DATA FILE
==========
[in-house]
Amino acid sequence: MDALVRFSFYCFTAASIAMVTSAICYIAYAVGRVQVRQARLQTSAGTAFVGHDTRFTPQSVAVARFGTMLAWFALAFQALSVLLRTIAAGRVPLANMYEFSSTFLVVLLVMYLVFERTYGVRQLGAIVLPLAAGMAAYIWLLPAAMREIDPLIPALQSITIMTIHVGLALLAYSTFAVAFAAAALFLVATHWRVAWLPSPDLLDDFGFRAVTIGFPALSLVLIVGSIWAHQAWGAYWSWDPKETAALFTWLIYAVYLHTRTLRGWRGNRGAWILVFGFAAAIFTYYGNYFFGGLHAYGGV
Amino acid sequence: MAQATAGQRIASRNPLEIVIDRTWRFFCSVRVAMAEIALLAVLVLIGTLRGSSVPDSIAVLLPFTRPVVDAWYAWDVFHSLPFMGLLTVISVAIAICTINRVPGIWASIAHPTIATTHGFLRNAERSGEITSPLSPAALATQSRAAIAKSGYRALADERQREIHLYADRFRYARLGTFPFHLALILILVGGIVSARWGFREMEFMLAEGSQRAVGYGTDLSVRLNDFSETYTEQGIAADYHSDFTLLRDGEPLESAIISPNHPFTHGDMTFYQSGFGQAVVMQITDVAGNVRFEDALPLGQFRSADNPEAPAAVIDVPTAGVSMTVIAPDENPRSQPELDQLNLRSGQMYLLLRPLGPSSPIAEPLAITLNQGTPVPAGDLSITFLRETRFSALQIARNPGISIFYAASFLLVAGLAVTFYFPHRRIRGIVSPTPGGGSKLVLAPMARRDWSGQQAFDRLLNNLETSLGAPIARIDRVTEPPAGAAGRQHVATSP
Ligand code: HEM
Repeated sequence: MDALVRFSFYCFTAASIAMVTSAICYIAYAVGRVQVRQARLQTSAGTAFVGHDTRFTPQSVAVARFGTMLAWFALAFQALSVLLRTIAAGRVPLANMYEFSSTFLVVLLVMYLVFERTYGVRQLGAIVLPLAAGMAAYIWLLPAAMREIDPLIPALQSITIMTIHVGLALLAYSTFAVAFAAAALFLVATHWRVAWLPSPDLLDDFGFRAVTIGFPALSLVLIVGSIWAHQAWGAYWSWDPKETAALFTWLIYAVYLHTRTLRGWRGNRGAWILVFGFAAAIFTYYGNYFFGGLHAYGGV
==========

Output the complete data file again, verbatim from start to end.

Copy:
[in-house]
Amino acid sequence: MDALVRFSFYCFTAASIAMVTSAICYIAYAVGRVQVRQARLQTSAGTAFVGHDTRFTPQSVAVARFGTMLAWFALAFQALSVLLRTIAAGRVPLANMYEFSSTFLVVLLVMYLVFERTYGVRQLGAIVLPLAAGMAAYIWLLPAAMREIDPLIPALQSITIMTIHVGLALLAYSTFAVAFAAAALFLVATHWRVAWLPSPDLLDDFGFRAVTIGFPALSLVLIVGSIWAHQAWGAYWSWDPKETAALFTWLIYAVYLHTRTLRGWRGNRGAWILVFGFAAAIFTYYGNYFFGGLHAYGGV
Amino acid sequence: MAQATAGQRIASRNPLEIVIDRTWRFFCSVRVAMAEIALLAVLVLIGTLRGSSVPDSIAVLLPFTRPVVDAWYAWDVFHSLPFMGLLTVISVAIAICTINRVPGIWASIAHPTIATTHGFLRNAERSGEITSPLSPAALATQSRAAIAKSGYRALADERQREIHLYADRFRYARLGTFPFHLALILILVGGIVSARWGFREMEFMLAEGSQRAVGYGTDLSVRLNDFSETYTEQGIAADYHSDFTLLRDGEPLESAIISPNHPFTHGDMTFYQSGFGQAVVMQITDVAGNVRFEDALPLGQFRSADNPEAPAAVIDVPTAGVSMTVIAPDENPRSQPELDQLNLRSGQMYLLLRPLGPSSPIAEPLAITLNQGTPVPAGDLSITFLRETRFSALQIARNPGISIFYAASFLLVAGLAVTFYFPHRRIRGIVSPTPGGGSKLVLAPMARRDWSGQQAFDRLLNNLETSLGAPIARIDRVTEPPAGAAGRQHVATSP
Ligand code: HEM
Repeated sequence: MDALVRFSFYCFTAASIAMVTSAICYIAYAVGRVQVRQARLQTSAGTAFVGHDTRFTPQSVAVARFGTMLAWFALAFQALSVLLRTIAAGRVPLANMYEFSSTFLVVLLVMYLVFERTYGVRQLGAIVLPLAAGMAAYIWLLPAAMREIDPLIPALQSITIMTIHVGLALLAYSTFAVAFAAAALFLVATHWRVAWLPSPDLLDDFGFRAVTIGFPALSLVLIVGSIWAHQAWGAYWSWDPKETAALFTWLIYAVYLHTRTLRGWRGNRGAWILVFGFAAAIFTYYGNYFFGGLHAYGGV